“Pleasantries? What does that mean?” The inferior system of Bantu education had left a gap in my knowledge and big words and their meanings often puzzled me and left me feeling confused and stupid. Daniel often brought books to our secret meetings, he would sound out the words for me and tell me their meanings, it was because of him that I had fallen in love with a language that was not my mother tongue.

“It means…” Daniel started.

“Never mind, it can wait until after this.”

Daniel raised an eyebrow at me in a puzzled expression and moved over to our heap of blankets, he signalled for me to sit next to him. I crossed the room to him and with a deep breath began to tell him the news I had been dreading to tell him all day.

“They want to introduce an Afrikaans medium in the schools, Botha made the announcement earlier this month but we all thought it was a farce. But he means business, Principle Sengwayo made the announcement on Monday. The students have decided to march, on the 16th we will take to the streets and march against this nonsense Botha wants to…” I had tried to say it all in a rush of words without looking into his face, but now turning to look at him I saw his face curve into anger highlighting his scar.

“Thandeka, you cannot put yourself in such a dangerous situation. They will hurt you, look what happened at Sharpville. Do you want to be part of a massacre? How could you even think of being part of something so flippant?” he said angrily.

“How could I Daniel? Because I already receive an indecent education while trying to understand English and now I must struggle to understand the racist language and set myself up for more failure?” I snapped back at him.

Daniel pulled back at my last remark, I quickly realised the harshness of my words. Afrikaans is his language as well and he was anything but racist.

“I did not mean it like that, Dan look.” I breathed in deeply and turned to those eyes that brought me to life, I suddenly remembered how he had saved me. After Mama’s death and the constant violence and hatred in this country, I tried to take my life, Daniel had been walking by when he saw me about to jump off a ledge and talked me down, sometimes I refer to him as my angel. The angel that scared death away.

“I want to fight, I see Nomzamo and Lindi, all of them laughing and holding the hands of their boyfriends free in that way but constricted from busses, beaches and sidewalks their fathers get beaten in the middle of the street for not carrying a stupid pass. This march is not just about the Afrikaans, but it’s for freedom. I want to feel free to love you, I want to walk on the same sidewalk as you and not be worried that I will be arrested. I want to fight just like Mama did, not just for us but for our children and their children’s children.” I said quietly.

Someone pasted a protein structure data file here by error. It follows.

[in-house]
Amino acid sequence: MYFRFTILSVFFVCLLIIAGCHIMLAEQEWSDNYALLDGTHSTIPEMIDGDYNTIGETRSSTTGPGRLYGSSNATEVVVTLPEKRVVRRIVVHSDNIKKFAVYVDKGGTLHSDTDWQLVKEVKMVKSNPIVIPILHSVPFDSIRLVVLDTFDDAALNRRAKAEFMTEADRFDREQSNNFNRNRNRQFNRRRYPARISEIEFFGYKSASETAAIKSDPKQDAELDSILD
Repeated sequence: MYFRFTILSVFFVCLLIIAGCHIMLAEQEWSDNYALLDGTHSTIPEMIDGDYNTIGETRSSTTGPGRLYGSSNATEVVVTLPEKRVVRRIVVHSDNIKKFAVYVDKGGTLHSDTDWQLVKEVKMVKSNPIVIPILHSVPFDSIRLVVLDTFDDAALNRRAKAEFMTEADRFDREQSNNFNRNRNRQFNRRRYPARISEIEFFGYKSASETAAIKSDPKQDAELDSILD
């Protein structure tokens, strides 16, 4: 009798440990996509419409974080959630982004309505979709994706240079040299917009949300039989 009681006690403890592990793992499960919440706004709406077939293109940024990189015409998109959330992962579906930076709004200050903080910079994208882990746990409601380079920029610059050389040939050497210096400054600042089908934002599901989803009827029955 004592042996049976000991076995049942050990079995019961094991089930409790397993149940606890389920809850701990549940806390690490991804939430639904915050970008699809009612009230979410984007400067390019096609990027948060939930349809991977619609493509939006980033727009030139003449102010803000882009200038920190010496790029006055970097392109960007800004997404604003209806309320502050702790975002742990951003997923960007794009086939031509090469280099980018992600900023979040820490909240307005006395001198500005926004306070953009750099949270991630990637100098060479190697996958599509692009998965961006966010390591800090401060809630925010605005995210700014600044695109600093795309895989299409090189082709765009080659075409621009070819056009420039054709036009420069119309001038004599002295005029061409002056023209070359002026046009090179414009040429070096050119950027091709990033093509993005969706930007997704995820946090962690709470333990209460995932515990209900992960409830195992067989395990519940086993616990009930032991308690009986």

Daniel’s face softened and he slowly reached to touch my cheek, “I understand, I would like to hold your hand and kiss you silly out there as well. But my love, I like that you are alive and I want it to stay that way for a long time, we need to make these children and see these grandchildren. I know it sounds selfish but here we are safe, they cannot hurt us or stop us from being together in here. Thandeka, I know how ugly Apartheid is believe me. I live with it,  my father is hell-bent on destroying anything non-white. You are my hope, when I’m with you I feel alive like God maybe hasn’t forsaken me after all. If you die, I die. I will no longer have anything to live for. The thought of one day being with you, living you with, marrying you — that keeps me going through his abuse, through the training camps. So, please don’t put yourself — my reason on the line,” Daniel said in a pleading voice.

I looked in his pleading eyes and kissed him deeply, his rawness had left me in an emotional spiral. I felt wetness as we kissed and realised that we were both crying, the familiar taste of his lips broke my heart as I thought of how much I truly loved him. I prayed to the Jesus in the church that his words would come to fruition, and that we would get to live in freedom and grow old together.

I made my way home with an aching heart and the memory of Daniel’s pleading eyes. He already knew I had made up my mind about being part of the march. He knew my determination to fight and how the lure of staying at home and letting my friends and people march alone was not an option. As I reached the old rickety green gate of my home, I was suddenly overcome with the worry I once held on the days that Mama was not coming back home. For days on end, she would attend freedom rallies and then come home in a police van after spending a night or two in jail.

There were nights I heard, Jabu willing for her to be more careful and to keep me in mind, still, it had not stopped her. She was a woman on a mission and now she was my martyr. I looked at the house I had grown up in, the small two-roomed pale green house with cracked windows and a butler gate was all I had ever known as home. The small garden was where my brother and I had spent countless afternoons chasing after one another and playing pretend house. The walls held fond memories of my mother’s laughter and warm eyes, her Sunday special yenkomo sikadali beef stew, and steamed bread.

I walked into the house and was met by Jabu’s angry, impatient look.